In 2010, West Virginia was beaten, extremely unexpectedly, 19-14, at home against a Syracuse team that was a 14-point underdog.
Then-senior linebacker J.T. Thomas was spitting nails after that one and shut himself off from the world for a few days, saying he couldn't even stand to turn the TV on and watch football. Three days later, he was still fuming.
Thomas refused to place an ounce of blame on an offense that produced only 14 points that day against a fairly sketchy Orange defense.
''There's no need to harp on the offense,'' Thomas said. ''No one talks when they put up 49. When they go out and put up 14, the defense needs to be that much better. We gave up a touchdown in that game. If we don't give up a touchdown, we probably win that ballgame.
''I'm pretty sure you'll see some tee'd off guys on that field Friday night with an even bigger chip on their shoulder,'' Thomas said, looking ahead to the next game.
In 2011, the Mountaineers lost 49-23 to a Syracuse team that, again, was a 14-point underdog. Then-senior defensive end Bruce Irvin was beside himself.
''Seeing how those guys were more physical and outplayed us, that's not what West Virginia football is all about,'' Irvin said. ''We never get out-physicaled and pushed around. We got smacked in the face. Hopefully, we respond from it.''
He then told a now famous story about how he felt like someone came into his village and did some unspeakable things to his wife and kids.
Last week, West Virginia was blown off the field by four-point underdog Texas Tech and the Mountaineers' defense has been extremely generous in giving up points and yards all season.
But unless you're holding a scholarship and your name is listed on the WVU roster as a defensive player, you really have no idea who the team's leaders are from year to year. Still, comments like those of Irvin and Thomas resonate.
And you're hearing very few comments like those in 2012.
The reason is a fairly simple one. It's a new defense from the coaches, to the scheme, to a great deal of the players.
Thomas practiced in the 3-3-5 for five years (he was a redshirt) under the same coaches, so he knew what was expected. Irvin deflected the notion he was a leader because he transferred in and played for only two seasons, but by the time of that Syracuse game, he had been learning the scheme for a year and a half.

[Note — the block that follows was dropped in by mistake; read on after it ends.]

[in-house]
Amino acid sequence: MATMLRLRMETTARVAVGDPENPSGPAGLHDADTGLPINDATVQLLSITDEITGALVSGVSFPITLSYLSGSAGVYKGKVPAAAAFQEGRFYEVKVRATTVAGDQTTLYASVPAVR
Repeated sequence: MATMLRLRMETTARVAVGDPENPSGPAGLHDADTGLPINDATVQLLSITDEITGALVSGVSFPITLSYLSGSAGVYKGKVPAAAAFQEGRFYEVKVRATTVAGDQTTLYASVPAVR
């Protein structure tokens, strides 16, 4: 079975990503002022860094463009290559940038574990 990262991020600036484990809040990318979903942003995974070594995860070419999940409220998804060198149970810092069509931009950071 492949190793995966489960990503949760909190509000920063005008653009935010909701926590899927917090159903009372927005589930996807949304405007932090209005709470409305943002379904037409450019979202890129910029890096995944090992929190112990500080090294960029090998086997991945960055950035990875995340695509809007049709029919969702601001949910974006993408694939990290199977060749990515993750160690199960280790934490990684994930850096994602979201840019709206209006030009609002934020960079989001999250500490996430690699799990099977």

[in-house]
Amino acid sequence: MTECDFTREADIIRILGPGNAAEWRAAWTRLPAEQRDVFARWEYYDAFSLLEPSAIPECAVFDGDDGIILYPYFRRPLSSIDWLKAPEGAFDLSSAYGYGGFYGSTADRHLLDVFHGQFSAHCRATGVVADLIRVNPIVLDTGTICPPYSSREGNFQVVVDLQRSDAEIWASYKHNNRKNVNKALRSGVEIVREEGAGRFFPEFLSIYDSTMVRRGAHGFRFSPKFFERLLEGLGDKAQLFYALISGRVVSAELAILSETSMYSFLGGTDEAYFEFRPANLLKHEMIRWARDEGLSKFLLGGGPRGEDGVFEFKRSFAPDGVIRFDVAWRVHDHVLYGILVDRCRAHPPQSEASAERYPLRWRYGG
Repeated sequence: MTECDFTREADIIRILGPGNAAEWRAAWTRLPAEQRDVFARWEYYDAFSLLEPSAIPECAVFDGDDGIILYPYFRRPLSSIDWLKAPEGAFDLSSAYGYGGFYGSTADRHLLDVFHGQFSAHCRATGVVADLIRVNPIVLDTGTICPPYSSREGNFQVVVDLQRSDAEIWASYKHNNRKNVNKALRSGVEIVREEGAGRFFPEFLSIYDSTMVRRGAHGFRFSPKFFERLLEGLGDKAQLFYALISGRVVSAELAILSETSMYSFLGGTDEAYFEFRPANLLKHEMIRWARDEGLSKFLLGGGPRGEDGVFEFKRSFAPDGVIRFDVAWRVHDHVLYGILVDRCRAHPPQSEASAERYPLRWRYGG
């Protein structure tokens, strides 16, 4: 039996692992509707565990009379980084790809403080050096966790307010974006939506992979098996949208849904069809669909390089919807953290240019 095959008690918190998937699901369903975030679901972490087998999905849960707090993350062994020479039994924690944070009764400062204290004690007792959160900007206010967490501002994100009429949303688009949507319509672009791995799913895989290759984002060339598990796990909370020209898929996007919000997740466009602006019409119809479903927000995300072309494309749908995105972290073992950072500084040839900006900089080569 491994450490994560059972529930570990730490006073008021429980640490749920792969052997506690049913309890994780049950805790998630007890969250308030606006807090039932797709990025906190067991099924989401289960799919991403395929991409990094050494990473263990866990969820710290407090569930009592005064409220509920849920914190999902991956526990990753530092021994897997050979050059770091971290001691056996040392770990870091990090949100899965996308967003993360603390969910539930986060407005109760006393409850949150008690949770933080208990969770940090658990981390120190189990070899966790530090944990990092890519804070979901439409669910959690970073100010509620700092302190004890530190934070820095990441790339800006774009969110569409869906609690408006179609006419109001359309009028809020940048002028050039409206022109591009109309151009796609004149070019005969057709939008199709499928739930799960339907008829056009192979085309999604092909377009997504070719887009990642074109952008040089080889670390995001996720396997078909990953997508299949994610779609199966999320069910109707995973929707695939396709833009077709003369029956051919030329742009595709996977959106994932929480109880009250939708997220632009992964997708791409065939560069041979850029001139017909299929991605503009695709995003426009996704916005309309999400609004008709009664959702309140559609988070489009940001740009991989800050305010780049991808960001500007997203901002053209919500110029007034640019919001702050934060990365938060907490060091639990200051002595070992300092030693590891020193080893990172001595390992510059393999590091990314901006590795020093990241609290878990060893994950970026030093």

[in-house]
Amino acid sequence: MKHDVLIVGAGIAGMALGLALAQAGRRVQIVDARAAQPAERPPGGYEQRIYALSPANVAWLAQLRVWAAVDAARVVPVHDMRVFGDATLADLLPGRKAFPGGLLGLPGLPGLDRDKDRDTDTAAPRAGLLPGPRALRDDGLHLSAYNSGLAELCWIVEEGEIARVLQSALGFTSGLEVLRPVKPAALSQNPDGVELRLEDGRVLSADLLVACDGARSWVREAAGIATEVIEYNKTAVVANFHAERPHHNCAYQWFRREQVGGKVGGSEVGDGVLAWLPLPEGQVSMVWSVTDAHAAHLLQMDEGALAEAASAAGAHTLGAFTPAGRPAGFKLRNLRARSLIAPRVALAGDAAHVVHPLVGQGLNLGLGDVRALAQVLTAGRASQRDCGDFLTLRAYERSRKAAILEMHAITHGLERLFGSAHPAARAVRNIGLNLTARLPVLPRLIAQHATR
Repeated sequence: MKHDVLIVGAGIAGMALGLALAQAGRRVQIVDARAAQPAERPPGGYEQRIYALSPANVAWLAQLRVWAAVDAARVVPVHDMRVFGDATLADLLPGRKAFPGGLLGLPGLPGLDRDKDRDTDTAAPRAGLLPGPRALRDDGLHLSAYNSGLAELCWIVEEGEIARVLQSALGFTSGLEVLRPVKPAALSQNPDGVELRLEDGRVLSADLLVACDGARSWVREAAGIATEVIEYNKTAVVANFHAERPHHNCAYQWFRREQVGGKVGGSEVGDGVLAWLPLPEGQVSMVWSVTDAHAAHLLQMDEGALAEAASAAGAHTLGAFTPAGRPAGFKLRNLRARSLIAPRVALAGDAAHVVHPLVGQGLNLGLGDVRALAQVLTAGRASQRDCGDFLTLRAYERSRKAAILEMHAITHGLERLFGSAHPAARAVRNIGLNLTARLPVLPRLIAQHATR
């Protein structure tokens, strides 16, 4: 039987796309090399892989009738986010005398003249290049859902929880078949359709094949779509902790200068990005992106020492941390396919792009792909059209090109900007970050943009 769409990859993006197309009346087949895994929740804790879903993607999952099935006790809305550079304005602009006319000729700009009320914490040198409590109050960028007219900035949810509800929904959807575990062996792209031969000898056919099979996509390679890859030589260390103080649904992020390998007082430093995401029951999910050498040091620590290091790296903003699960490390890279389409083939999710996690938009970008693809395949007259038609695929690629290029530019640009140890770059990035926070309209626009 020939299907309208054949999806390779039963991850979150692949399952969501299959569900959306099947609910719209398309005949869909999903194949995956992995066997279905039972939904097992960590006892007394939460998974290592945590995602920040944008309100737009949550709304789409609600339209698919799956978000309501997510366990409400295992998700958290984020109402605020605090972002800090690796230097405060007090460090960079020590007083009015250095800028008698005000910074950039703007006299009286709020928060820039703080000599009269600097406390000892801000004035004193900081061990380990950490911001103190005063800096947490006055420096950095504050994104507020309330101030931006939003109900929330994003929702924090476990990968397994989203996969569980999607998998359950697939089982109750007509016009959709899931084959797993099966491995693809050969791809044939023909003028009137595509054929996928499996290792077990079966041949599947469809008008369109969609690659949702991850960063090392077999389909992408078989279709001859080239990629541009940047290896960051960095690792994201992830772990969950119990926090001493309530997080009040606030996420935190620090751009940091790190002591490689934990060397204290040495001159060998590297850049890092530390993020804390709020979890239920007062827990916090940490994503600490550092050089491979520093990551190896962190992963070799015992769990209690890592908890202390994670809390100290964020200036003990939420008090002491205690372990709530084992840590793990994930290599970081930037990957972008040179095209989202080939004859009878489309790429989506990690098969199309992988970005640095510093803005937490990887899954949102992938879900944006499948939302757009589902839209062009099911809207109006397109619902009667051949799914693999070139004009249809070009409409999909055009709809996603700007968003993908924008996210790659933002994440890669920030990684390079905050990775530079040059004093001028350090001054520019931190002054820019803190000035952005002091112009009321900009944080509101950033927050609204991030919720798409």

No one on this defense has close to that type of experience in the current alignment.
''The defense two years ago, they were all seniors and juniors, they pretty much played with each other for a long time,'' said linebacker Doug Rigg, then a true freshman who earned his share of playing time with those guys. ''They knew where somebody was going to be without even talking.''
Today's Mountaineers are still learning the scheme, and more importantly, learning to trust it.
Rigg, who has played in 31 games at the school, explains.
''We don't have that one guy that knows exactly what everybody's doing and where they should be,'' he said. ''I know all the linebacker's spots, and I know what the D-line is supposed to do, but I don't necessarily know every play what the safeties and corners are supposed to do, so I can't yell at them about doing something if I don't 100 percent know what they're doing.''
It's rare a leader emerges from the guy who's learning on the job.
''I think we're going to become a great defense when everybody knows what everybody's supposed to be doing at the same time.''
Cornerbacks coach Daron Roberts says the defensive leaders on the Mountaineers, at the moment, are guys that have played a lot of snaps.